One thought on “Big Man”

  1. A direct descendant of W. R. Burnett's Little Caesar (1929), Ed McBain's Big Man tells the story of Frankie Taglio, a young man in New York who falls in with the wrong crowd (or right crowd, depending on your point of view) and soon finds himself a career mobster. Frankie's rise through the mob hierarchy is somewhat difficult to explain: There are strangely few gangsters between him and the top, and Frankie doesn't seem to have much going for him other than a bit of intelligence and the willingn [...]

  2. A 1959 pulp novel (originally published under the pseudonym Richard Marsten) about organized crime in NYC that holds up remarkably well. The protagonist and narrator, Frankie Taglio, is a small-time criminal (if that) when the novel opens. One summer night, his friend Jobbo talks him into ripping off unsecured goods from people's cars. After stealing a .45 they have an encounter with the police, and Frankie makes a desperate decision to shoot the two cops, which inadvertently establishes his und [...]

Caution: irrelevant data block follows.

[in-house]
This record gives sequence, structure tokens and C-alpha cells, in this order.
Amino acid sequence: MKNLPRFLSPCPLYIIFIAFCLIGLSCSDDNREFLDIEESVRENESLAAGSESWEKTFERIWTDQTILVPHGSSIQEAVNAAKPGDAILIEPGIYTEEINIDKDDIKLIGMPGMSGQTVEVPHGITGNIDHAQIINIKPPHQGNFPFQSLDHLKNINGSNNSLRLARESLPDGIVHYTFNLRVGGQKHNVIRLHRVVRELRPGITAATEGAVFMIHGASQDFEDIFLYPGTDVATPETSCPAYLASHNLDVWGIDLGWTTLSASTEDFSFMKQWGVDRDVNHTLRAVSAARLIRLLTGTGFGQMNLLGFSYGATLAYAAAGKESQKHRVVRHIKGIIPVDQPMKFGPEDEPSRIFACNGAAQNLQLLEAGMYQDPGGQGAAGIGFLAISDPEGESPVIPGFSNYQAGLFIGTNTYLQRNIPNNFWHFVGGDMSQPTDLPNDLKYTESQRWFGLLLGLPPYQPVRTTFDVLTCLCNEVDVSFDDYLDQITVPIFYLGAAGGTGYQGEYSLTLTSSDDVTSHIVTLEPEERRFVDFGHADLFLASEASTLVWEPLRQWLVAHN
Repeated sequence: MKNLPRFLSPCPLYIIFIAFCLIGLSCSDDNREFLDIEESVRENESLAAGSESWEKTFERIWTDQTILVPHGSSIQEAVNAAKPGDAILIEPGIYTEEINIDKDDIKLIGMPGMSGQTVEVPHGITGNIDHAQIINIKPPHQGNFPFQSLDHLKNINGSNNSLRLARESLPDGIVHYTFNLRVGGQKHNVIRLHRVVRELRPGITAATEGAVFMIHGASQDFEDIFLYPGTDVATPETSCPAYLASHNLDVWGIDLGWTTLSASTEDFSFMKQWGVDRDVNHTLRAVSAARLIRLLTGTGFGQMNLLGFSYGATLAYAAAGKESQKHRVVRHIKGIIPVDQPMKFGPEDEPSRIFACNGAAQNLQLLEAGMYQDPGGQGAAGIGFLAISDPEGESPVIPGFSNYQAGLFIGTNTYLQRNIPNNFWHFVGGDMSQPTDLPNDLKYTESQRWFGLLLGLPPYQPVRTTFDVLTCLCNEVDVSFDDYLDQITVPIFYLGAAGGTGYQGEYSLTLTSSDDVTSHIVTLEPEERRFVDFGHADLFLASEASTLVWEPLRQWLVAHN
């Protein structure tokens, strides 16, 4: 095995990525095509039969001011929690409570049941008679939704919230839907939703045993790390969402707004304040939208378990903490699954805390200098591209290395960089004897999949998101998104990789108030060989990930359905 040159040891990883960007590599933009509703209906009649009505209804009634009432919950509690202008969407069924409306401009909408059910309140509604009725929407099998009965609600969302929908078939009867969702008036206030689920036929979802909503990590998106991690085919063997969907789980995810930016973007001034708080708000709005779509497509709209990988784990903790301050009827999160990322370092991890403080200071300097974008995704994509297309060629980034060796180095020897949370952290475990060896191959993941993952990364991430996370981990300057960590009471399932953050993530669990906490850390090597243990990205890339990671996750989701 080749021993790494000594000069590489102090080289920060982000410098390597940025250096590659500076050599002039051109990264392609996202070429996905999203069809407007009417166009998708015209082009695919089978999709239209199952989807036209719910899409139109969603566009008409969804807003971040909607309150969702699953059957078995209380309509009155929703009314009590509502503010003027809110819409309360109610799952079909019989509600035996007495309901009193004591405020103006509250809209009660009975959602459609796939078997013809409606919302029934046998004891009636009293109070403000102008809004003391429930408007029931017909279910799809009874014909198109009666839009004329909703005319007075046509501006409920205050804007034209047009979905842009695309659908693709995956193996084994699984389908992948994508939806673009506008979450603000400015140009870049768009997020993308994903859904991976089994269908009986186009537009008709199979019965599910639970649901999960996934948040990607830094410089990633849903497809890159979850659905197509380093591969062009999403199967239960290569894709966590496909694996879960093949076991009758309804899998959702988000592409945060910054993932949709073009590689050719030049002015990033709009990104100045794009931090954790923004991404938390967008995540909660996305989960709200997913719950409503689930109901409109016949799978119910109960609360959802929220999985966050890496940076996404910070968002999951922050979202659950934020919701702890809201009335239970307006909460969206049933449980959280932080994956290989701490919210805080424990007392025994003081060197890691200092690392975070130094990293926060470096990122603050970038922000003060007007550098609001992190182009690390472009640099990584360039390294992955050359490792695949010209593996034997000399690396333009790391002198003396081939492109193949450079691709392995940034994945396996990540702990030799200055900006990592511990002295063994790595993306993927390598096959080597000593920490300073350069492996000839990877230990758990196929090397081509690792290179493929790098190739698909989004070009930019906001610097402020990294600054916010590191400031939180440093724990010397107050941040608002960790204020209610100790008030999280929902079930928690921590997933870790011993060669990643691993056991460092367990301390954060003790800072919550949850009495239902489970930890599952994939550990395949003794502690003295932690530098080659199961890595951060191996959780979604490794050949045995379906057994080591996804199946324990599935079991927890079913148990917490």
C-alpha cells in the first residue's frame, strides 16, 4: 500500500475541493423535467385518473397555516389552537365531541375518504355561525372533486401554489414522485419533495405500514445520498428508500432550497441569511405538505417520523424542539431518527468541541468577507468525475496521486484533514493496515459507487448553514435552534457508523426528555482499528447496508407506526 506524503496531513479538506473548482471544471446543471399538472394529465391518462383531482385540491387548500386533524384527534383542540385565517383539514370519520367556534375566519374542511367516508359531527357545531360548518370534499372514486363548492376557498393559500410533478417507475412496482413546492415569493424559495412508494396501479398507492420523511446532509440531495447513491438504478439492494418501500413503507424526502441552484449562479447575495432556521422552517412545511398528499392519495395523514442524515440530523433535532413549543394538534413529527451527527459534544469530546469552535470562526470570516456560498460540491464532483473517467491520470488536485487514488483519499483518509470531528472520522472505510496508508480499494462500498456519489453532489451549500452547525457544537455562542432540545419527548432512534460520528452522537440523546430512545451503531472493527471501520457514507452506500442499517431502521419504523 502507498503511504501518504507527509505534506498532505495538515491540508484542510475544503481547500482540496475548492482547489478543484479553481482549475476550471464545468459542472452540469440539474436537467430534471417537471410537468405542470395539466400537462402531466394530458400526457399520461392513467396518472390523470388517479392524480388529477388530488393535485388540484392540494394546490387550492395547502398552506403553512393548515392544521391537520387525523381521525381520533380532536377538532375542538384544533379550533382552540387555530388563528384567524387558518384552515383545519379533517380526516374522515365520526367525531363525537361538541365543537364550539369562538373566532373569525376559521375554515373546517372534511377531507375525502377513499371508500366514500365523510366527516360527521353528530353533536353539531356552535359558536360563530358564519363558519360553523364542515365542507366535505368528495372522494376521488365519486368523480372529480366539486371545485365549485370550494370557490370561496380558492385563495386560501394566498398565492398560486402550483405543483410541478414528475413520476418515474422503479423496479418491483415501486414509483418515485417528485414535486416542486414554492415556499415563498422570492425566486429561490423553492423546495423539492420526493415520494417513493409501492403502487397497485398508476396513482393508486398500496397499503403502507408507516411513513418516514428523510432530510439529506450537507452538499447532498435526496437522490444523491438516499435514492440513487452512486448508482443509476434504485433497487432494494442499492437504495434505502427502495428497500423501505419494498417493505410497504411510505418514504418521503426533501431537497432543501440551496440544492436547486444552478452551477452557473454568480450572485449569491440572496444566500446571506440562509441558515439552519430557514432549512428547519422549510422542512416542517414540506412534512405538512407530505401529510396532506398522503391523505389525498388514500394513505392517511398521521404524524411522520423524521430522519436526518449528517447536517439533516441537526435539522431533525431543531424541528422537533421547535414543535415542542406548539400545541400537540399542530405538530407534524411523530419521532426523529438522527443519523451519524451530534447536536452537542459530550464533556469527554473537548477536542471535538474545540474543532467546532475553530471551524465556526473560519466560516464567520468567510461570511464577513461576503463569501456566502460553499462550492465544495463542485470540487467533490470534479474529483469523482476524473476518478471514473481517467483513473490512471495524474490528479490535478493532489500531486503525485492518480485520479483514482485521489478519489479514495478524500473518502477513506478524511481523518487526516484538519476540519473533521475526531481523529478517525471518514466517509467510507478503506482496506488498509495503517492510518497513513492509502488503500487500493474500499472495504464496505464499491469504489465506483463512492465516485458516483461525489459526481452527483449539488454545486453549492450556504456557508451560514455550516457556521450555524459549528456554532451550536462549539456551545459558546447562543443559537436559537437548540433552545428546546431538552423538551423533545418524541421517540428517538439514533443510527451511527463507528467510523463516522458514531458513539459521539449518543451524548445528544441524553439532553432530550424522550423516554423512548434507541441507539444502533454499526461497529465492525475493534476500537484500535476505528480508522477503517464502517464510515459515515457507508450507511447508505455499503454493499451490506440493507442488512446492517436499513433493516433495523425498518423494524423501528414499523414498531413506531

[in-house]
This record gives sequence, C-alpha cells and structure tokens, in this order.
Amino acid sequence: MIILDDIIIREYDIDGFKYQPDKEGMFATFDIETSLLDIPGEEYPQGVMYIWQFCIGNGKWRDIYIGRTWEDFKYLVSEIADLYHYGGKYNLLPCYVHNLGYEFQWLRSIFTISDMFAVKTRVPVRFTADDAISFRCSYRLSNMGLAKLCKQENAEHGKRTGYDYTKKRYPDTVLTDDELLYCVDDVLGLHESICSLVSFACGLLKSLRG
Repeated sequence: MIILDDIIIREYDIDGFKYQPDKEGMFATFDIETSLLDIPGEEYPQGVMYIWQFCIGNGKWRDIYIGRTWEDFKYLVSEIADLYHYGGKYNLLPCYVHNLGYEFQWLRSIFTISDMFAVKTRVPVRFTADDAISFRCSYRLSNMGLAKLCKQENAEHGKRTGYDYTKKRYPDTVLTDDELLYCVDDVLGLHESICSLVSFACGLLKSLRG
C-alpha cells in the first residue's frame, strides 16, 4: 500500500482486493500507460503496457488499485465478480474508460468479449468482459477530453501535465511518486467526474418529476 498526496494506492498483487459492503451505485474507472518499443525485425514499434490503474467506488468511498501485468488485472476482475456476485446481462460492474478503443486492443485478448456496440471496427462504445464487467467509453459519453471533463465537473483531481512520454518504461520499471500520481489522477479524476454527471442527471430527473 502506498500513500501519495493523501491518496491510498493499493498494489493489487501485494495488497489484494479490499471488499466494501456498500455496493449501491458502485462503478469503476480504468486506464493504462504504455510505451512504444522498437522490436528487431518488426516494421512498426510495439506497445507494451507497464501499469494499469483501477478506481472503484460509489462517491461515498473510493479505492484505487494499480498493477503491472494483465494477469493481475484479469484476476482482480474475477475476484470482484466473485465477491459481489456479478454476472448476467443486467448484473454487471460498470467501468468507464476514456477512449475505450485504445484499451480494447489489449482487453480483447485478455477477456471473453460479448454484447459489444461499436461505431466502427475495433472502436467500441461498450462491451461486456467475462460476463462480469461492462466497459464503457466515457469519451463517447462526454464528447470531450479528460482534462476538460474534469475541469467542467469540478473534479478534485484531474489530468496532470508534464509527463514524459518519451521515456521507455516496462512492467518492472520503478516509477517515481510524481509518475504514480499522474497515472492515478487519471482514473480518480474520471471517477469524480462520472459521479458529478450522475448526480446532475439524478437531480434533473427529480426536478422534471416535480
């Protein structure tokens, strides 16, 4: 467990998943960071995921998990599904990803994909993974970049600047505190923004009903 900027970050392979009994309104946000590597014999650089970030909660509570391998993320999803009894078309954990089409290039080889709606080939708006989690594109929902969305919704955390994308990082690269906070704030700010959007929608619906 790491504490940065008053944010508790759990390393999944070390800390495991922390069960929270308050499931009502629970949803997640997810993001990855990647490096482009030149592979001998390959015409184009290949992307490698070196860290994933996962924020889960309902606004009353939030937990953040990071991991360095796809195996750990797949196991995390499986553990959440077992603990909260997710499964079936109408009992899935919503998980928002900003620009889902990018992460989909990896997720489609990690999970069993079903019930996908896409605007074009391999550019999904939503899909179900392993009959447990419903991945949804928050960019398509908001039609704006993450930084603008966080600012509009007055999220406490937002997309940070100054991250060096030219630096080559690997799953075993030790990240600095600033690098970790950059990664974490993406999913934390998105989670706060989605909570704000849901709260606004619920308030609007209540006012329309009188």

3. A solid little McBain crime thriller. Short, sweet and full of the hard boiled prose you'd expect out of a book from this era. If you like McBain you'll like this.

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